· Just as the Industrial Revolution stimulated a need for a new professional class, it has become clear that the Information Revolution requires a more educated workforce at many levels. The federal government has set a goal that 60 percent of high school graduates will go on to postsecondary education. Currently, the level is 39 percent. This should help reverse the enrollment decline; however, most high school graduates who are prepared to go to college already do so. We need to significantly increase the percentage of high school graduates who are prepared for college-level work. This will require that colleges actively support improvement of the K-12 curriculum, potentially blurring the traditional lines that separate K-12 and postsecondary education.
· Agricultural production remains an issue, but today—and for the future—the problems are increasingly international and driven by long-term global trends. Writing in Scientific American, Lester R. Brown noted that world grain production has fallen short for the past several years, while demand for food continues to rise. This is an example of what he calls a “trend-driven” change that is “unlikely to reverse without a reversal in the trends themselves.” (Scientific American: Lights Out—How it All Ends, Kindle Edition, p. 722). The goal must be not simply to increase agricultural productivity but also to address a spectrum of public policy and environmental issues. The Cooperative Extension model created in the 1860s to improve agricultural production needs to be re-imagined to address these global environmental and biotechnology issues.
· We are now starting to see unintended consequences of late twentieth century innovations in health, energy, and other fields. Julie Wakefield, again in Scientific American, noted: “Innovation is changing things faster than ever before, and such increasing unpredictability leaves civilization more vulnerable to misadventure as well as to disaster by design.” (Ibid., p. 132) In an increasingly interconnected world, disasters—especially biological disasters like epidemics—can spread both far and fast. It is essential that our universities produce graduates who are prepared to understand and respond to the increasingly global implications of local actions. The old disciplines need to be re-thought and, where appropriate, new interdisciplinary curricula need to be created. At the same time, we also need to generate new interdisciplinary research efforts.
· The post-Industrial economy is inherently global, but it is also essential that we build local communities that can thrive in a global economy and society. In this environment the university is an ambassador, linking local communities with global trends.
These issues affect all three legs of the higher education stool: teaching, research, and engagement. Some examples:
· Teaching – We need a more interdisciplinary approach to general education and a capstone general education event that helps soon-to-graduate professionals better understand the broad social issues that will face them when they enter their professions. Increasingly, the professions will require interdisciplinary approaches that will facilitate new kinds of innovation and connections across traditional professional communities.
· Research—We need interdisciplinary thinking to drive research ideas and an environment that encourages inter-institutional collaboration.
· Engagement—The “service” mission needs to be seen as fully integrated with the other two, as we build new relationships with communities through both teaching and research and technology transfer.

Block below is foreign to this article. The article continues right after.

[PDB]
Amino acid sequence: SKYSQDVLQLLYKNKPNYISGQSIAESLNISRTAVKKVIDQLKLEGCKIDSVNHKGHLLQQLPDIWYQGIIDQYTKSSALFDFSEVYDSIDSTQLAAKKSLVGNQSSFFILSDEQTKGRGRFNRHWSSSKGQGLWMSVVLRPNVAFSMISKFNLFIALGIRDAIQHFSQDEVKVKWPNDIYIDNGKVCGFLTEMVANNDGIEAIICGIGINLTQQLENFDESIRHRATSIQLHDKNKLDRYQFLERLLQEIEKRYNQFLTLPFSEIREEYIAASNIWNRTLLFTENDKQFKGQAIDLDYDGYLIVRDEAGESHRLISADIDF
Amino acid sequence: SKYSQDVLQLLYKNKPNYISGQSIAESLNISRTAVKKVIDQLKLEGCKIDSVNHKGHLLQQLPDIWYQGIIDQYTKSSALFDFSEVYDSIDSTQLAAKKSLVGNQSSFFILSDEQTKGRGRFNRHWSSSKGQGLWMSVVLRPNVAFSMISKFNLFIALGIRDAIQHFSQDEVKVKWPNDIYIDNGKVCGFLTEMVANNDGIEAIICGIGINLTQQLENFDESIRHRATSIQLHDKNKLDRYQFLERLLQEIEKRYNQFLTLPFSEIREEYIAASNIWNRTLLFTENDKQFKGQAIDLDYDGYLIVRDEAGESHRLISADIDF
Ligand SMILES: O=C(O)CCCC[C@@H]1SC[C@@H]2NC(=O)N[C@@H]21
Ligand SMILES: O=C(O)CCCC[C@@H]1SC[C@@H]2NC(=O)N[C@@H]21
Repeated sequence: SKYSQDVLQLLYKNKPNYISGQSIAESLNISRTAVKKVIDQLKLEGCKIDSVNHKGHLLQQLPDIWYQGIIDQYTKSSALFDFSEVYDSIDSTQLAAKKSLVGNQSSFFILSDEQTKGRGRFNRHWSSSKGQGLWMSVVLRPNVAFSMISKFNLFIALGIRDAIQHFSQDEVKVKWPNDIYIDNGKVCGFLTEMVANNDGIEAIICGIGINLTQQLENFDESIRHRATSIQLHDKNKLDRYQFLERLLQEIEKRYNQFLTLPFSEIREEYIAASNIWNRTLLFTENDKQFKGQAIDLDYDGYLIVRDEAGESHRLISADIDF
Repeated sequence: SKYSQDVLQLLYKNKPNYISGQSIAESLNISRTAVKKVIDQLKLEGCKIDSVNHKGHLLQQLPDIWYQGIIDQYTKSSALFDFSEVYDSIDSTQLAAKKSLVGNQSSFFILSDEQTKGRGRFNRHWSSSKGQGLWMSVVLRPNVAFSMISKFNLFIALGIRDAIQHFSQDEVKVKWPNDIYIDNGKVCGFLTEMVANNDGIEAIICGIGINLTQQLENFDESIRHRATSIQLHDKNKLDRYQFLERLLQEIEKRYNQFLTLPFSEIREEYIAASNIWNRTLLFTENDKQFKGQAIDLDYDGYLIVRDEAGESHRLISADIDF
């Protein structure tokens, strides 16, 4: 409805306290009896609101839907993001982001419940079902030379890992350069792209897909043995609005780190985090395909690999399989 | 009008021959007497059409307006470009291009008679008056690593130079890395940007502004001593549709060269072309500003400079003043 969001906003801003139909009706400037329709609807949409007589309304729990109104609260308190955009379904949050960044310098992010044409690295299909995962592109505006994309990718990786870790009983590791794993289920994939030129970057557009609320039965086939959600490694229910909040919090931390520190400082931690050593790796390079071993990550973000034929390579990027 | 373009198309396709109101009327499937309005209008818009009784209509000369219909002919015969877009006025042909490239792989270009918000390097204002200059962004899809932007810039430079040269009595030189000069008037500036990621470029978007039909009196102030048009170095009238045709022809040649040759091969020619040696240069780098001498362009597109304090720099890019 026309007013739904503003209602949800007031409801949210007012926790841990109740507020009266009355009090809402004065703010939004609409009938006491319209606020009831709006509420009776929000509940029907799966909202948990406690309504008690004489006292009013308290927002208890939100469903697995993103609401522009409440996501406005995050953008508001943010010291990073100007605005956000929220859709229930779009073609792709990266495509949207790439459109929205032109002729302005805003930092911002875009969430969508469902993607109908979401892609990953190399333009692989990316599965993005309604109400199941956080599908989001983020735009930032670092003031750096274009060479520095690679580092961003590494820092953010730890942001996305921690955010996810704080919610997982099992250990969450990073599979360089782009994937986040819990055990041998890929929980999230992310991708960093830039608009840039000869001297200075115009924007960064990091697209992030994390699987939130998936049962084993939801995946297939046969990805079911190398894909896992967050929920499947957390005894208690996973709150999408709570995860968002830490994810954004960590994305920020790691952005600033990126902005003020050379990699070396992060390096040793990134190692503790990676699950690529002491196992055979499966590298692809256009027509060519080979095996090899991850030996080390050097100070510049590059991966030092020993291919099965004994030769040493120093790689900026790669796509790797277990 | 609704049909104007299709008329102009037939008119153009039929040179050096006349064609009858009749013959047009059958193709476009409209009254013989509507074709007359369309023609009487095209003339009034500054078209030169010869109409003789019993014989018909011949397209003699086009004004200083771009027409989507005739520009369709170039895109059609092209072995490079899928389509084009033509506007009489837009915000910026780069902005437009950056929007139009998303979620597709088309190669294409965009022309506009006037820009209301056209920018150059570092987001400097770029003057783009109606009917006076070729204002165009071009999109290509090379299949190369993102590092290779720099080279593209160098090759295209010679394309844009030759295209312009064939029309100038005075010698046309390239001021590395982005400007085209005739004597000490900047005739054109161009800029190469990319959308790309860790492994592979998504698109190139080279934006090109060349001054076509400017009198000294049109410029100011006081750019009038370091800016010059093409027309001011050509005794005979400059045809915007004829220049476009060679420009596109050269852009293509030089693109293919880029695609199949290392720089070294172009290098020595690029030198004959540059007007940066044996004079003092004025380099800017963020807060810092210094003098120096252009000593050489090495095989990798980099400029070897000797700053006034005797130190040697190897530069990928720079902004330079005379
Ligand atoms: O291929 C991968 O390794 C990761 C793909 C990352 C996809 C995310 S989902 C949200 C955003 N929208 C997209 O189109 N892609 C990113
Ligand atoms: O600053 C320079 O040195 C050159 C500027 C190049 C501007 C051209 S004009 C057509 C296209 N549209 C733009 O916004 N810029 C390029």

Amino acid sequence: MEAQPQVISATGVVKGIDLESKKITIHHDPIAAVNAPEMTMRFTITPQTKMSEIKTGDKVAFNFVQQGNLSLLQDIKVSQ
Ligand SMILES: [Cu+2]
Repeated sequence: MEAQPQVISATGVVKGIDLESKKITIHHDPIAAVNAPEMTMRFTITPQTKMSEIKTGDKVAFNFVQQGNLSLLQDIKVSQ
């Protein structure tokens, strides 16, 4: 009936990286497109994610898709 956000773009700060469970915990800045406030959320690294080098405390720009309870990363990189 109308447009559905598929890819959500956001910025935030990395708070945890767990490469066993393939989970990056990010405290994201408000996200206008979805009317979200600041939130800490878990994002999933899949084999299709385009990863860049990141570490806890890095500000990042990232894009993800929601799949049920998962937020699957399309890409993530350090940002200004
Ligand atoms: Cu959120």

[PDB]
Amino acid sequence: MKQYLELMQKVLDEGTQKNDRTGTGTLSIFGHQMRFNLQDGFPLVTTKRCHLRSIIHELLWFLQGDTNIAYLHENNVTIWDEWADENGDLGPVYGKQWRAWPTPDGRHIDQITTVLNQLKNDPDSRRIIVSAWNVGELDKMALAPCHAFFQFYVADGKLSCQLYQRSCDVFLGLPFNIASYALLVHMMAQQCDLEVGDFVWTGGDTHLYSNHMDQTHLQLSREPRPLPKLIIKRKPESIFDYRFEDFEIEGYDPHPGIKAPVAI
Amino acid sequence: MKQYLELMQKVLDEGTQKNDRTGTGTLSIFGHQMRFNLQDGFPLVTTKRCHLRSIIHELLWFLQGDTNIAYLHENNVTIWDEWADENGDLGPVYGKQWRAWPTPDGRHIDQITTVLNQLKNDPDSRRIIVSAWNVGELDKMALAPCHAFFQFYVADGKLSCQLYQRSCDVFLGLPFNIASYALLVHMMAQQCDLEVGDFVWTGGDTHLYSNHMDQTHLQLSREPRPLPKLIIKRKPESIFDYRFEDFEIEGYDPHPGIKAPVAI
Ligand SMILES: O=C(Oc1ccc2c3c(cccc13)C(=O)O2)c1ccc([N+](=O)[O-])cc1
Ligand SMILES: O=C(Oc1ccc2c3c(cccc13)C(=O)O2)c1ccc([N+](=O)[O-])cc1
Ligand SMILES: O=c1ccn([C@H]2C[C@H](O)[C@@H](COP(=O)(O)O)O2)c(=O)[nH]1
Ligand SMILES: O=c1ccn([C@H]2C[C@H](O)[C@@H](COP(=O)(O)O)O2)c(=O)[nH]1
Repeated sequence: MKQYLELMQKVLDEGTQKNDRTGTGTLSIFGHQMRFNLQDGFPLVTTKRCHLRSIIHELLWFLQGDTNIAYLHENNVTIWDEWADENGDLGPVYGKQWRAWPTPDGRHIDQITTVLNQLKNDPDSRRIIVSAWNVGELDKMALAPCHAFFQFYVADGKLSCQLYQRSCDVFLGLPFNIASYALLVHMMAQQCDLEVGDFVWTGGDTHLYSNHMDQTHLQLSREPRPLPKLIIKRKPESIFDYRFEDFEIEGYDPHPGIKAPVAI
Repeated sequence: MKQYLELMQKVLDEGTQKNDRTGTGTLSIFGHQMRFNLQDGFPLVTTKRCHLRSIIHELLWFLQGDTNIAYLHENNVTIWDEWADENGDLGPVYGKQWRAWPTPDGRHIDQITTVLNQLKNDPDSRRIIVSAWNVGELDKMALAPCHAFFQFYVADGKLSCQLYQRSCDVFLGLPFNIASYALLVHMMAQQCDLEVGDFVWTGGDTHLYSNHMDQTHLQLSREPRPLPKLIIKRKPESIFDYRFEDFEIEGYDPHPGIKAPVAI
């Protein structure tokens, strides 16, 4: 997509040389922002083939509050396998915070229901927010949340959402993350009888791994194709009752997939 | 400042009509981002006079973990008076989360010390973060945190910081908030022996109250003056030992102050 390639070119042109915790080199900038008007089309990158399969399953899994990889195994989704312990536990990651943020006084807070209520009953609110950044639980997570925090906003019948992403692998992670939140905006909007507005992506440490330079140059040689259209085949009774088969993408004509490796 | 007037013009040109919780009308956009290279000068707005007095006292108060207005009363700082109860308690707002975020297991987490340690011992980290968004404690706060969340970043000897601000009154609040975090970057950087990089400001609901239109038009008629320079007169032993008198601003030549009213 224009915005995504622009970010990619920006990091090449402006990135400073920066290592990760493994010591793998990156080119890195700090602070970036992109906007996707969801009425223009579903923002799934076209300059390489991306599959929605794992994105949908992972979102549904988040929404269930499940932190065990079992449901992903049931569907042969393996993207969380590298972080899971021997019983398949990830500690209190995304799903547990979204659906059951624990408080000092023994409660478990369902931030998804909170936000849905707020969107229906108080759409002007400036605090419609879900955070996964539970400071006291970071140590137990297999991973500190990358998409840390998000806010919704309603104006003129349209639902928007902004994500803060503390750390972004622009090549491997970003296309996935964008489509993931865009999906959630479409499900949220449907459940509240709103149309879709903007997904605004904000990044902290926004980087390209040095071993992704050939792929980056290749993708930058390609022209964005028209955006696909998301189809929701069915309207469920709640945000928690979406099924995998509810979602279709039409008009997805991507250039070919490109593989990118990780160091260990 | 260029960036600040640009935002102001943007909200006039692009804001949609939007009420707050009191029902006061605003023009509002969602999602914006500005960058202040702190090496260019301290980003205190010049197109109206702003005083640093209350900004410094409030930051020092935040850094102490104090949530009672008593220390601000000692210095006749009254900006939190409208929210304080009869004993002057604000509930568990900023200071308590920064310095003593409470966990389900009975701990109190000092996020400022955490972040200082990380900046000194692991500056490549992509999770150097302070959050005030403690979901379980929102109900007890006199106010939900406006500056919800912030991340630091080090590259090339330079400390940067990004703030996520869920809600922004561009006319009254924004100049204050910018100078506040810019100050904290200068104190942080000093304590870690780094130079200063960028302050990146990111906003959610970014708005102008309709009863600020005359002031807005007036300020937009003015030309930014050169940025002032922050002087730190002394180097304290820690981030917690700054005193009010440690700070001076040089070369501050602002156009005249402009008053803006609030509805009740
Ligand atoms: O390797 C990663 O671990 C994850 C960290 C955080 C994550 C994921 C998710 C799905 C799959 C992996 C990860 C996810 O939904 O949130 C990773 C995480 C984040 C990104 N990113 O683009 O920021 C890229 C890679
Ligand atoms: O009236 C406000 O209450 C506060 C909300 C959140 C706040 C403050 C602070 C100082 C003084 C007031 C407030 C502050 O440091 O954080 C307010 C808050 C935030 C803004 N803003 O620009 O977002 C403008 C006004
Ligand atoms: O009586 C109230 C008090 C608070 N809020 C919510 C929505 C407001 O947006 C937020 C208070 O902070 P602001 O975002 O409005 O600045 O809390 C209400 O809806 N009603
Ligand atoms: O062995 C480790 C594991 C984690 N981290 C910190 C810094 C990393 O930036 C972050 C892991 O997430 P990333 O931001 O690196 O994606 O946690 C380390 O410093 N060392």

Reinvigorating Higher Education as a Social Good
It should be clear that higher education in the Information Age should not be seen as a purely “personal” good. It must be perceived and supported as a “societal” good in this new environment, just as it was at the beginning of the Industrial Revolution. This begins with a re-commitment to the vision of higher education as a three-legged stool, with a firm commitment to the integration of teaching, research, and service/engagement.
We also need to recognize that these functions are no longer place-specific. Technology allows us to distribute our resources and also to combine resources to ensure that all students and beneficiaries of research and engagement have access to the best possible talents and services. Examples of technology-based collaborations already exist to point the way. For instance, the Great Plains Inter-institutional Distance Education Alliance (IDEA) allows state universities in the Midwest to offer degree programs that call on the expertise of faculty across all participating institutions. Similarly, the CIC CourseShare initiative is a collaboration among “Big Ten” institutions to use technology to aggregate students and extend the reach of faculty in specialized courses. The Worldwide University Network has used the Internet to create research collaborations in a variety of subjects. The American Distance Education Consortium brought together Cooperative Extension Services at land grant universities across the nation to share agriculture-related expertise. In short, online technology allows colleges and universities to extend their ability to deliver to their communities the best, most appropriate programs, faculty, and research.
In this new environment, not every campus needs to duplicate every discipline, every degree program, etc. Technology should allow states to transform some campuses into specialty campuses and then use online learning to distribute some courses to other campuses as needed. That said, campuses should also be sure that they are fully engaged with their local community, using technology to bring into the community resources from other institutions.
Ultimately, much depends on State governments re-committing to the idea that higher education is a public good, not just a private good and embracing changes that will allow our institutions to do a better job of building educated and agile communities in this new era.